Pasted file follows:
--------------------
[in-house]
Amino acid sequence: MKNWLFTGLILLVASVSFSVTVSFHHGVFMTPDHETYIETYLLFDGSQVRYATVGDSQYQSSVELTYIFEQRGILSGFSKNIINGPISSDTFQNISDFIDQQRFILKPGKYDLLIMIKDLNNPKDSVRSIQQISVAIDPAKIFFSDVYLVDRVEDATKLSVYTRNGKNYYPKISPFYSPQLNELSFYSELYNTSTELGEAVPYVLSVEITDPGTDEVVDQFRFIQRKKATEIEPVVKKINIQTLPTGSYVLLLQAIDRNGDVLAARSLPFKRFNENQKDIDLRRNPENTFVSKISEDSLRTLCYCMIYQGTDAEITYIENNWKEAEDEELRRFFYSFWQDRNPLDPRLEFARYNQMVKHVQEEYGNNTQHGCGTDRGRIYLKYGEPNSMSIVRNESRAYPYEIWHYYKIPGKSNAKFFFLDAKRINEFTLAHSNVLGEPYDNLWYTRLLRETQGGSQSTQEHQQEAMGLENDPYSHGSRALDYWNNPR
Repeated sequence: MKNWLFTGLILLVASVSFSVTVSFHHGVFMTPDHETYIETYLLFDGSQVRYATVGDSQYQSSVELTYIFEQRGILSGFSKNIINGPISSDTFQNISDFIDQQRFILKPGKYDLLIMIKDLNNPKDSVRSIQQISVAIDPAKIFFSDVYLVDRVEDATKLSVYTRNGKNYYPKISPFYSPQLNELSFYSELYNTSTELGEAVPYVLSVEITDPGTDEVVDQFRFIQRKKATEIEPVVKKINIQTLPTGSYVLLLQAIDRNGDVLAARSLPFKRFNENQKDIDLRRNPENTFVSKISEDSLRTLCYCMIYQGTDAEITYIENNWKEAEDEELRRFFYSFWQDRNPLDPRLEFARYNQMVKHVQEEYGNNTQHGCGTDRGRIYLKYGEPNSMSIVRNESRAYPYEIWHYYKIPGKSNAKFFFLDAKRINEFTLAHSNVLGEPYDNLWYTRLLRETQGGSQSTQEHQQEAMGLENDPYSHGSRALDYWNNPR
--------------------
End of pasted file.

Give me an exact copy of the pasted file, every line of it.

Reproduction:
[in-house]
Amino acid sequence: MKNWLFTGLILLVASVSFSVTVSFHHGVFMTPDHETYIETYLLFDGSQVRYATVGDSQYQSSVELTYIFEQRGILSGFSKNIINGPISSDTFQNISDFIDQQRFILKPGKYDLLIMIKDLNNPKDSVRSIQQISVAIDPAKIFFSDVYLVDRVEDATKLSVYTRNGKNYYPKISPFYSPQLNELSFYSELYNTSTELGEAVPYVLSVEITDPGTDEVVDQFRFIQRKKATEIEPVVKKINIQTLPTGSYVLLLQAIDRNGDVLAARSLPFKRFNENQKDIDLRRNPENTFVSKISEDSLRTLCYCMIYQGTDAEITYIENNWKEAEDEELRRFFYSFWQDRNPLDPRLEFARYNQMVKHVQEEYGNNTQHGCGTDRGRIYLKYGEPNSMSIVRNESRAYPYEIWHYYKIPGKSNAKFFFLDAKRINEFTLAHSNVLGEPYDNLWYTRLLRETQGGSQSTQEHQQEAMGLENDPYSHGSRALDYWNNPR
Repeated sequence: MKNWLFTGLILLVASVSFSVTVSFHHGVFMTPDHETYIETYLLFDGSQVRYATVGDSQYQSSVELTYIFEQRGILSGFSKNIINGPISSDTFQNISDFIDQQRFILKPGKYDLLIMIKDLNNPKDSVRSIQQISVAIDPAKIFFSDVYLVDRVEDATKLSVYTRNGKNYYPKISPFYSPQLNELSFYSELYNTSTELGEAVPYVLSVEITDPGTDEVVDQFRFIQRKKATEIEPVVKKINIQTLPTGSYVLLLQAIDRNGDVLAARSLPFKRFNENQKDIDLRRNPENTFVSKISEDSLRTLCYCMIYQGTDAEITYIENNWKEAEDEELRRFFYSFWQDRNPLDPRLEFARYNQMVKHVQEEYGNNTQHGCGTDRGRIYLKYGEPNSMSIVRNESRAYPYEIWHYYKIPGKSNAKFFFLDAKRINEFTLAHSNVLGEPYDNLWYTRLLRETQGGSQSTQEHQQEAMGLENDPYSHGSRALDYWNNPR